Thousands of tourists flocked to the driest desert in the world last year to see its rare bloom.
The Atacama Desert on the western coast of South America boasts 500 species of flora, even though some weather stations in the desert have never recieved rain. It is known as the driest place in the world, and one of its only moisture sources is the “camanchaca,” or sea fog, that floats over the region from the Pacific coast. Plants have to be pretty hardy to survive in Atacama.
Last year, they experienced a rare bloom, beautiful to behold. Thyme, llareta, salt grass, and various species of cacti adorned the desert and attracted the attention of the world.
What does it take for you to bloom in a desert, metaphorically speaking? We all walk through times of loss, confusion, or depair when our expectations go unmet and our hopes are dashed. It seems the spiritual and emotional equivalent of the driest desert. What then?
When I had my second baby, I went through a terrible time of postpartum depression. I had few friends. Work was unfulfilling. Even church seemed dry. I was thirsty, but like the apostle Peter, I was drowning in waves of salt water, reaching up to the Lord Jesus, echoing the shortest prayer in the Bible: “Lord, save me.”
Another time, now with three little ones, I felt overwhelmed with too many responsibilities and very little help. Instead of being a haven of rest, church taxed me past my limit. I remember washing dishes after a potluck one day and praying the Martha prayer: “Lord, tell her to help me.”
Neither the Martha nor the Peter are a good look, but hey, at least they were looking to Jesus for help.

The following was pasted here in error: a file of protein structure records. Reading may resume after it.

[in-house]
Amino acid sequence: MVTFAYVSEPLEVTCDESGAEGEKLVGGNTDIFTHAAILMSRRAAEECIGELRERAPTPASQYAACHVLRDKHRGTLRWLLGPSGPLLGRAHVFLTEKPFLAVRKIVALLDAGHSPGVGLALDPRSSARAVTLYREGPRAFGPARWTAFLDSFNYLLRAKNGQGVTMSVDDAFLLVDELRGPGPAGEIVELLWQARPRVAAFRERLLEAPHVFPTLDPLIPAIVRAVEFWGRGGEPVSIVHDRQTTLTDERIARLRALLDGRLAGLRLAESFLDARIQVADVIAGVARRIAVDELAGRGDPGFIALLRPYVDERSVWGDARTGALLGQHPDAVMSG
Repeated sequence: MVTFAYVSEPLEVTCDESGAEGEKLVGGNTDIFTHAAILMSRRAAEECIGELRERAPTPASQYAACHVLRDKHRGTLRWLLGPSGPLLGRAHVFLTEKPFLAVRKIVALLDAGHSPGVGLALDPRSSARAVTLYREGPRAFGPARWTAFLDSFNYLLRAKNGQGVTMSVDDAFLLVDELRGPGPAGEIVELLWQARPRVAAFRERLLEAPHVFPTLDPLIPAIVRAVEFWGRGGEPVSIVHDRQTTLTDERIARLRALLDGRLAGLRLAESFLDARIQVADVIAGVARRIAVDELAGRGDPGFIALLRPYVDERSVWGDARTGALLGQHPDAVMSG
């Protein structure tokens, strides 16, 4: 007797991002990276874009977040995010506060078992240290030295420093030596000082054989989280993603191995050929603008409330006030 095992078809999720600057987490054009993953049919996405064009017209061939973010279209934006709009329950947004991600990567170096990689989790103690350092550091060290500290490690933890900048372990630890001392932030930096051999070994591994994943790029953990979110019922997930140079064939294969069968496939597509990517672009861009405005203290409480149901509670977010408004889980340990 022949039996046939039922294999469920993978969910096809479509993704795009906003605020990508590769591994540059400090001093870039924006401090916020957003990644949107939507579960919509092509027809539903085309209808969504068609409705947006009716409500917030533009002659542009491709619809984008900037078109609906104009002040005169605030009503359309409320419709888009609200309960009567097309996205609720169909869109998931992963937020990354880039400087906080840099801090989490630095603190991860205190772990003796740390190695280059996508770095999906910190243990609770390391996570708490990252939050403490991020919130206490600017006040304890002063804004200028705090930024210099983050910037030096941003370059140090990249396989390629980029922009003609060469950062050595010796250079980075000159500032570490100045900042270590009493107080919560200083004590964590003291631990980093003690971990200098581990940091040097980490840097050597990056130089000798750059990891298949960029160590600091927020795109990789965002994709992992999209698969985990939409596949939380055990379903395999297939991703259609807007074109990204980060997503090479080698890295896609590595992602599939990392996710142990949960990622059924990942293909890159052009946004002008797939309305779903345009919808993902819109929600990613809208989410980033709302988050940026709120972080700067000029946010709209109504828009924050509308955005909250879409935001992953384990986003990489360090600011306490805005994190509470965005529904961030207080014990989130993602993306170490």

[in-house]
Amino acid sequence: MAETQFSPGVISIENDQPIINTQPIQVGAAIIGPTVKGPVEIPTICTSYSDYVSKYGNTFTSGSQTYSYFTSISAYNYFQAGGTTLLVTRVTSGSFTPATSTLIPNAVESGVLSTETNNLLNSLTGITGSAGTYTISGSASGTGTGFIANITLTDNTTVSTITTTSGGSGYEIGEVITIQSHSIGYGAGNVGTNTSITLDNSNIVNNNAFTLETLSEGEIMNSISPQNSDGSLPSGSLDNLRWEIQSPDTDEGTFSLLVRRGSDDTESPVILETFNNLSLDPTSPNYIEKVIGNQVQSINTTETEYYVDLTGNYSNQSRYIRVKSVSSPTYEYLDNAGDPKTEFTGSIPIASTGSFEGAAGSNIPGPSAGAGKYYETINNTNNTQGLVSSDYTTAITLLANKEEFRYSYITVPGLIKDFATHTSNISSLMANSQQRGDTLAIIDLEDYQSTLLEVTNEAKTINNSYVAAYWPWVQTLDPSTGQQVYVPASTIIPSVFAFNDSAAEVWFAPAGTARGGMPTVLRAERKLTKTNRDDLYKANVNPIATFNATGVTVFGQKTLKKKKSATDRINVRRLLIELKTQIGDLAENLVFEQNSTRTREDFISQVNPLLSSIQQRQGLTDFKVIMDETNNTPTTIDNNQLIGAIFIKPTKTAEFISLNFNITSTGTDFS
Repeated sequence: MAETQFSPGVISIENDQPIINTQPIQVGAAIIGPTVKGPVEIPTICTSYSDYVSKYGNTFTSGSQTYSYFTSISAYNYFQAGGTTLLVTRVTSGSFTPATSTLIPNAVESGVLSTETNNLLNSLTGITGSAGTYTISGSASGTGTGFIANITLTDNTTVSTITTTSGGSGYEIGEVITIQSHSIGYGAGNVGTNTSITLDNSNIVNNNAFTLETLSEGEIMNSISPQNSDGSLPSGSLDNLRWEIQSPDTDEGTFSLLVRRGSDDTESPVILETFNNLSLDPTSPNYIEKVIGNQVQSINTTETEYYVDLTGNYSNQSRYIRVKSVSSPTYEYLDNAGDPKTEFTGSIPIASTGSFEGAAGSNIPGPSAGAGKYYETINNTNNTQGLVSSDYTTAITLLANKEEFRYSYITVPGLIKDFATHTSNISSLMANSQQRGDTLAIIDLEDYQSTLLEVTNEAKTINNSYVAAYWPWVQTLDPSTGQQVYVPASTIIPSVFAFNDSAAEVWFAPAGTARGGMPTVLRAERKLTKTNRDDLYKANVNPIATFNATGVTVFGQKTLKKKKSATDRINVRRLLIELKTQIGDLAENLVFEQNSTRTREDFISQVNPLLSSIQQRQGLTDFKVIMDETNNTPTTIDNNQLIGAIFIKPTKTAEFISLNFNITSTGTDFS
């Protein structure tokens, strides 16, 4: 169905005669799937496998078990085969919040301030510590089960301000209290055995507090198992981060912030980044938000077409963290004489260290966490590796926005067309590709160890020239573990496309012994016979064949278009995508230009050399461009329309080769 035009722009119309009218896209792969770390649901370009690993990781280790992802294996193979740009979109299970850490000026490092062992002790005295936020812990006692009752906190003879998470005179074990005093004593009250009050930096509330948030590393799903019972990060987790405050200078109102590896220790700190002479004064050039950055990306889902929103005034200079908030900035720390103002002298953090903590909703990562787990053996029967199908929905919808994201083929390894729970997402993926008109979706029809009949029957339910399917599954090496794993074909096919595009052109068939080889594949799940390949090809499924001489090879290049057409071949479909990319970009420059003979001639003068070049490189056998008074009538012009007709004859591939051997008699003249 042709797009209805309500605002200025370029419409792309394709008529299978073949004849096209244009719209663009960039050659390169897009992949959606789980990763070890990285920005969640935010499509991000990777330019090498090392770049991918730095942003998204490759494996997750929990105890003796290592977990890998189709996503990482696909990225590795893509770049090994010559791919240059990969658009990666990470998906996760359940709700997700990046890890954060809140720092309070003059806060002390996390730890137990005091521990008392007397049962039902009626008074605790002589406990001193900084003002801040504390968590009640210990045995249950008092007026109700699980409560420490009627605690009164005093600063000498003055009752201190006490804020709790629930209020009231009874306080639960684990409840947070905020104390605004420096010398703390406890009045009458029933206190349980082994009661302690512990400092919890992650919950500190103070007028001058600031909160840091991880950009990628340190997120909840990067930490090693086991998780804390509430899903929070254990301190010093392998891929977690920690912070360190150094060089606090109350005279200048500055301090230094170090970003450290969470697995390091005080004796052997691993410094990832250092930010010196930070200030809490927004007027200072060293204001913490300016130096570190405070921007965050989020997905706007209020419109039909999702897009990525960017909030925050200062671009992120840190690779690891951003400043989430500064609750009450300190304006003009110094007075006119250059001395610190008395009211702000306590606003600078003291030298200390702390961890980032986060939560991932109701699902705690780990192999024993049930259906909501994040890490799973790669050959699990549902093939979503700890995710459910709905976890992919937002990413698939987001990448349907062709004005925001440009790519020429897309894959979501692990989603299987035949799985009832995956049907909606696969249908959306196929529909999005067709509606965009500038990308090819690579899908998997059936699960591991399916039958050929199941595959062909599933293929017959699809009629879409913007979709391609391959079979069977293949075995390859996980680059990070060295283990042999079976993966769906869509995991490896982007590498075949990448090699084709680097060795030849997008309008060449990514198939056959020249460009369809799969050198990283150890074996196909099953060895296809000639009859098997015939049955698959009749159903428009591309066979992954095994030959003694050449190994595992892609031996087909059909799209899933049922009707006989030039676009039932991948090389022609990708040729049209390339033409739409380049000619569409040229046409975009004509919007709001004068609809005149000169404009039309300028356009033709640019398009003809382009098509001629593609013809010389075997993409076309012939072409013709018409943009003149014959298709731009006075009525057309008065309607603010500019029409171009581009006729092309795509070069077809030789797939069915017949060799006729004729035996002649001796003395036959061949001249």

I certainly wasn’t blooming in either instance, but the Lord has used those times to show me something important: It wasn’t the place or phase of life. It wasn’t the church or community. It wasn’t the externals that were the desert. It was my own sinful heart.
Nothing can grow when there is no Living Water.
“Blessed is the man who trusts in the Lord… He is like a tree planted by water, that sends out its roots by the stream, and does not fear when heat comes, for its leaves remain green and is not anxious in the year of drought, for it does not cease to bear fruit,” the Lord said through Jeremiah.
When the Spirit commanded Philip to go to “a desert place,” in Acts 8, he could have complained or resisted, but he didn’t. He simply obeyed. He experienced fruitfulness in that desert because a relationship with Christ thrived in his heart.
The secret to surviving the spiritual desert is to fix our eyes on Jesus. Nothing else matters. Our expectations, our plans, and our ambitions can be left by the wayside. But Jesus is the well that never runs dry. We must drink deeply and stay connected to Him.